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Vestiges of the Via Flaminia, or maybe not:
Free Association on some Roman Stone


[image ALT: A stone church, about 8 meters long and 4 meters tall, viewed from the side. The church is built into a slope of about 15 degrees on a rocky hillside shaded by a few small oaks. The masonry is for the most part irregular courses of rectangular stones, with four very large blocks of different stone inserted, one of them measuring over 1 meter in length. It is a view of the S side of the church of S. Donato near Matigge, Umbria (central Italy).]

The four large blocks of squared travertine are clearly Roman.
The question is: what do they come from?

Reuse of Roman stone in the fabric of churches is common thruout Umbria, and elsewhere. These particular stones probably relate to the Via Flaminia somehow, but here the uncertainties begin.

Maps I have seen show the Flaminia N of Trevi — the eastern branch of the consular road — as a fan-shaped group of somewhat winding dotted lines petering out into nothingness over the flanks of these hills before reaching Foligno. This is not convincing. Granted that one should think of the large consular roads as systems rather than single roads, there was still a main trunk, it made it to Fulginiae and Forum Flaminii, and the odds are it was straight and in the plain: "odds", because we don't absolutely know the entire course of the Flaminia, and because the evidence shows that at some point in late Antiquity, the road was moved up the side of the hill a bit because of flooding in the plain — but surely not this far. Our church, at 343 m altitude, is 125 m above local water levels and about a kilometer away from the likely location of the earlier road.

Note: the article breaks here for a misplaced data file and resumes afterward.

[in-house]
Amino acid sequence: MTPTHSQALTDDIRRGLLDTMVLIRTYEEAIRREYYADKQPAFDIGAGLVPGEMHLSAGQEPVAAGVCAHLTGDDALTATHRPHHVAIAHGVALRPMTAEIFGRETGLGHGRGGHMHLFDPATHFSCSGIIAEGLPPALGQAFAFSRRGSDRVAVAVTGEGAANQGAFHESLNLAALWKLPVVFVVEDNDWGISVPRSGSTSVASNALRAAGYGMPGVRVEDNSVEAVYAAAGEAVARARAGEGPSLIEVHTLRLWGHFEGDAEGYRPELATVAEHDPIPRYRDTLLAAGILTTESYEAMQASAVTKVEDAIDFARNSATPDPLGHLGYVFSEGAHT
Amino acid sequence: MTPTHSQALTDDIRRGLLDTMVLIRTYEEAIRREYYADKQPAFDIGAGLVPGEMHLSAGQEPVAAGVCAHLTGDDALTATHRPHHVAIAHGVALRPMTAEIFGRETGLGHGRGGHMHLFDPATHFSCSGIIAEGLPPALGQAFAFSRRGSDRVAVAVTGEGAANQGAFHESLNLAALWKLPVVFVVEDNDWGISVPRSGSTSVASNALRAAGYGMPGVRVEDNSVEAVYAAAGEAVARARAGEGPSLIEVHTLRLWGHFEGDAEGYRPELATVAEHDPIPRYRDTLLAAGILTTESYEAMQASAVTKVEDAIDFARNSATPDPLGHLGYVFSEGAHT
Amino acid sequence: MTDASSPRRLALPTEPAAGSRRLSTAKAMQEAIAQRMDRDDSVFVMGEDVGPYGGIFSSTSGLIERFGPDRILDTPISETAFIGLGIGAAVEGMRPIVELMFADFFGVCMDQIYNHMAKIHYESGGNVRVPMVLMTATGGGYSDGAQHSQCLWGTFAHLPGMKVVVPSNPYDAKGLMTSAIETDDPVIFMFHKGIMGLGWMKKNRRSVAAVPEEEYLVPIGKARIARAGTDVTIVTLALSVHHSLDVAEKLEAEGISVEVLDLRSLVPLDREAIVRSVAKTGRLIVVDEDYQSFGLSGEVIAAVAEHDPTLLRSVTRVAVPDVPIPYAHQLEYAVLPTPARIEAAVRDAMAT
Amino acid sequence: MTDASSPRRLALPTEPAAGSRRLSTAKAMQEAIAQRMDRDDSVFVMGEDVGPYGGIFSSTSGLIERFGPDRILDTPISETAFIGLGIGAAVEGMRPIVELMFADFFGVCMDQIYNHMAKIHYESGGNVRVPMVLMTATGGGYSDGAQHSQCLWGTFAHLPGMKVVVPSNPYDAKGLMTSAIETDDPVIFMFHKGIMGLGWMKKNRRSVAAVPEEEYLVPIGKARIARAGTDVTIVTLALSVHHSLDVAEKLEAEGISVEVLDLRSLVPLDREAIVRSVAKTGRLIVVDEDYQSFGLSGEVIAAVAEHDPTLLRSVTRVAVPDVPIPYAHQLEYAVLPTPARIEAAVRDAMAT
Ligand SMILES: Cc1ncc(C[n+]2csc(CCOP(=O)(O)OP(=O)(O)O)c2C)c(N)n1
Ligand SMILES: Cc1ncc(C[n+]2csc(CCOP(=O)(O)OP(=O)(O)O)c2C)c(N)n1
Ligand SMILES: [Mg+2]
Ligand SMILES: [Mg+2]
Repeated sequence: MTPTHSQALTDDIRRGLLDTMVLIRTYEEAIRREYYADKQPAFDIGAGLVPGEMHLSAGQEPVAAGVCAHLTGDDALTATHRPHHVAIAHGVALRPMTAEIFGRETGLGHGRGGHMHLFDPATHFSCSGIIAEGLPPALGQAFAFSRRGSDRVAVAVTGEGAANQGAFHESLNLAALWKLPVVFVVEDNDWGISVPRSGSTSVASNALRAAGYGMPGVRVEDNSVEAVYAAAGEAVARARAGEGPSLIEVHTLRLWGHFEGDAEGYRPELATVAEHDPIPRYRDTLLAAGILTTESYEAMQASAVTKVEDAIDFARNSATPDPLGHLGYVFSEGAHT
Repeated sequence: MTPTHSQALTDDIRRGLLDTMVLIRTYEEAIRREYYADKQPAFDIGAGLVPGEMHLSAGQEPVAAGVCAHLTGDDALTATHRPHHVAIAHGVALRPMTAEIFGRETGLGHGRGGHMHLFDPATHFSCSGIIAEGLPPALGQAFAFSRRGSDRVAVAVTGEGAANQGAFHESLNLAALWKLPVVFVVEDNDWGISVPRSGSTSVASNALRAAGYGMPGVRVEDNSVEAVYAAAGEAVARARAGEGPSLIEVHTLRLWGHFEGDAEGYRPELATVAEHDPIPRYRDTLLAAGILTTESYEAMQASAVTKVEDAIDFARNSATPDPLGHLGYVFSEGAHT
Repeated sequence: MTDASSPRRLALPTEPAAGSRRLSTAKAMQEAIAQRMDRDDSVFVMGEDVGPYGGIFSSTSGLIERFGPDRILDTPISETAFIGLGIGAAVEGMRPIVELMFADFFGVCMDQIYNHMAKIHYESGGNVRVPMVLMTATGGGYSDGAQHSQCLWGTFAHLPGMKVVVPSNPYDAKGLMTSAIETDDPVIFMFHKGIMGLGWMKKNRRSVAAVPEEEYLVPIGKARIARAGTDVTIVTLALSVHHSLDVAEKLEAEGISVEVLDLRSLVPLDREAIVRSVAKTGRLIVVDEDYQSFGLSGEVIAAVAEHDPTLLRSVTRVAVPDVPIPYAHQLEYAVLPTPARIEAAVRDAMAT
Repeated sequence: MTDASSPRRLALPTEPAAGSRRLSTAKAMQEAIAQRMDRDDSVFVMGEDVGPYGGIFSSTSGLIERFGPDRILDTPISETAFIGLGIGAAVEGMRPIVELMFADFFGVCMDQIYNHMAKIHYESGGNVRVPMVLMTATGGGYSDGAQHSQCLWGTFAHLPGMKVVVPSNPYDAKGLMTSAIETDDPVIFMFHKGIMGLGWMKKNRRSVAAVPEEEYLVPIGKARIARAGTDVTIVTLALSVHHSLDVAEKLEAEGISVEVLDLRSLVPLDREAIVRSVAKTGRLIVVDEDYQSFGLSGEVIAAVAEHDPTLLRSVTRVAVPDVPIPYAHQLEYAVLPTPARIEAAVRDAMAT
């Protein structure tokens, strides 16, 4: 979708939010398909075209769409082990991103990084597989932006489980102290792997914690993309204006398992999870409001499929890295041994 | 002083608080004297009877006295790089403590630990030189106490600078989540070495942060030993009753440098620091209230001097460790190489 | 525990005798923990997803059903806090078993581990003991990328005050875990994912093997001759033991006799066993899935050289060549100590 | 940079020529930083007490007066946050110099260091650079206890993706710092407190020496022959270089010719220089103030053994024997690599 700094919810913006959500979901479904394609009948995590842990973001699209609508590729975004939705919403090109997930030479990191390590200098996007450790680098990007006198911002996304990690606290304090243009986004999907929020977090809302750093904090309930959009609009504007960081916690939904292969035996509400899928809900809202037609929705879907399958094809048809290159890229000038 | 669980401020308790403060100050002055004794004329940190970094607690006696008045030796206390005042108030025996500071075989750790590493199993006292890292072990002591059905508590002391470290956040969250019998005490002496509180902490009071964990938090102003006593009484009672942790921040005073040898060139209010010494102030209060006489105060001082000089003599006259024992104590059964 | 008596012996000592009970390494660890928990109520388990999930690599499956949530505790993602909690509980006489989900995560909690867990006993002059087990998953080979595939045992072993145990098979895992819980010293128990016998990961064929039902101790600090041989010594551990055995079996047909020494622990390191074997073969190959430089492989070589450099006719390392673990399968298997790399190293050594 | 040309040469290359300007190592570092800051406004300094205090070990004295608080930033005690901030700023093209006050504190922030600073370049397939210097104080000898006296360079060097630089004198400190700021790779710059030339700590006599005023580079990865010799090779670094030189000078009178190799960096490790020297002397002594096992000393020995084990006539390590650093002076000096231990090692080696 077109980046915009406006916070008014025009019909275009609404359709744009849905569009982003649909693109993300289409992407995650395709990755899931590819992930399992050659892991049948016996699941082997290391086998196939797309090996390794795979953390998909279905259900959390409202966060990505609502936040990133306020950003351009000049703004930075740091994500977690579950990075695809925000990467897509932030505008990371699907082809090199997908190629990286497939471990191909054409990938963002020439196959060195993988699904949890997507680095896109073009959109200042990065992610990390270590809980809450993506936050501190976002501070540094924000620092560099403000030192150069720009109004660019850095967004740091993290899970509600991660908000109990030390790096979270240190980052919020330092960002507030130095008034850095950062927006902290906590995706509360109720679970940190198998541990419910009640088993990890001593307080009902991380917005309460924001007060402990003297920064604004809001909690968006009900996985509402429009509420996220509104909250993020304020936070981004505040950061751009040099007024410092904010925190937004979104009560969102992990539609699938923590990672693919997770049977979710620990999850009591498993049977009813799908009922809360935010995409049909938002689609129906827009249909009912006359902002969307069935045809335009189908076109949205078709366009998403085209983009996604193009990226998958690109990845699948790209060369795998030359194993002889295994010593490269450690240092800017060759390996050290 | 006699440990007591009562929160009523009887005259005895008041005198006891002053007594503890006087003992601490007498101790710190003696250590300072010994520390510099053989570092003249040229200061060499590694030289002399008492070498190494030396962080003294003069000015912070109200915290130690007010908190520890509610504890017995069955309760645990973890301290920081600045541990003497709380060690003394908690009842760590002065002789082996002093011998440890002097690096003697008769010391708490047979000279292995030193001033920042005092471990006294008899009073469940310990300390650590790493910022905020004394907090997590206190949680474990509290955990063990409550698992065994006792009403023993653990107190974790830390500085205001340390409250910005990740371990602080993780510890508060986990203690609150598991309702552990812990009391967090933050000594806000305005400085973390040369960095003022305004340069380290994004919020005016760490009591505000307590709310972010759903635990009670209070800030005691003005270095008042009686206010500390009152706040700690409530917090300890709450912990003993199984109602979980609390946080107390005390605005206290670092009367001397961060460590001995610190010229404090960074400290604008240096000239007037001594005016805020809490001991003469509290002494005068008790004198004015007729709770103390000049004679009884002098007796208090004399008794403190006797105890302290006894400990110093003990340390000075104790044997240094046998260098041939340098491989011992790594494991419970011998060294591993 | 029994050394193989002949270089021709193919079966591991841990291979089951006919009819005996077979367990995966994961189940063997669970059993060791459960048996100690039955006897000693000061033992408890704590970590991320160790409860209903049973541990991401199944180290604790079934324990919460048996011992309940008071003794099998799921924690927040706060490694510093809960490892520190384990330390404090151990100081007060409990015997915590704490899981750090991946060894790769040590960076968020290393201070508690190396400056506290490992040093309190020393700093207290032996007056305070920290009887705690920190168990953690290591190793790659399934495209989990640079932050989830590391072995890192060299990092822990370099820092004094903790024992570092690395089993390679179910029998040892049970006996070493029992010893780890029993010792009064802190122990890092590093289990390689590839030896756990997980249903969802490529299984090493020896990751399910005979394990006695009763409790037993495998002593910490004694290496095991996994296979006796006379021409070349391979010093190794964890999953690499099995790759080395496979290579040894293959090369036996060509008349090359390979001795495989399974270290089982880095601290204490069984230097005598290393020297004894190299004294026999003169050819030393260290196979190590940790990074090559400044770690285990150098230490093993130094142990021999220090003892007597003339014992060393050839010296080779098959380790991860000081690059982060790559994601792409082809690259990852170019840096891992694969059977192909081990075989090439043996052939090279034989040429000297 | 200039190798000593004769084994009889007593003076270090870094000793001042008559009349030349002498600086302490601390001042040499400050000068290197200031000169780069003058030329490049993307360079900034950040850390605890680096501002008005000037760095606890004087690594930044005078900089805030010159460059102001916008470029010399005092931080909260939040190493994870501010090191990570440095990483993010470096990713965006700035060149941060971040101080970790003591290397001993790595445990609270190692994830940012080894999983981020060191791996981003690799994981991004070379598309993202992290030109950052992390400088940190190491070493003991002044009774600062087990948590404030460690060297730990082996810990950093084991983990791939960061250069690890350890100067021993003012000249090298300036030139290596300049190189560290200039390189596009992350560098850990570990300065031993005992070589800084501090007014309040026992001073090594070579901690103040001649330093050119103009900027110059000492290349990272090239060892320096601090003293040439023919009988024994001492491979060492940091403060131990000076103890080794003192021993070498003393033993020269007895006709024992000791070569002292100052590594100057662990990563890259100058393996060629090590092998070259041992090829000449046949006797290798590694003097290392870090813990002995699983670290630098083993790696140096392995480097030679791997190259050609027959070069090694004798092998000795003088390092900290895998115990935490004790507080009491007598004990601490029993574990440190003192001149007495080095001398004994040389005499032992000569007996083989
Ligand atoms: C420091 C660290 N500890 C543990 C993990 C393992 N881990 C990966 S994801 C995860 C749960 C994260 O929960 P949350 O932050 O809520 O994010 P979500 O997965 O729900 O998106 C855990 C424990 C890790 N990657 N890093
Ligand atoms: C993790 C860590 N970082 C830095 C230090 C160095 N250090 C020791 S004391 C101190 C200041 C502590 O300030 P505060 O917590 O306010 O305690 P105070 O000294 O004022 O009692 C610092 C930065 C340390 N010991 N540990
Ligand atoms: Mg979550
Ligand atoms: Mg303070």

S. Donato is a few hundred meters S of the village of Matigge. I'm very much tempted — any neophytes out there in cyberspace should view this phrase as meaning that there is not a shred of evidence for my idea, or at least none I know of — to see the name Matigge as deriving from *Matidia(e) and thus possibly from a shrine to Hadrian's mother-in‑law, who died and was deified in 119 A.D. Just 25 km from here, in the main gate of Massa Martana, I've seen an inscription dated only 4 years later, recording the restoration of the Flaminia by Hadrian in that area; mind you that's on the western branch, and I have no explanation for why Matidia should have been commemorated in this out‑of-the‑way spot rather than some other, but it's possible: maybe her family had a villa here, or maybe this was the stretch of the Flaminia that was being restored on the day she died. 
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Page updated: 31 Oct 04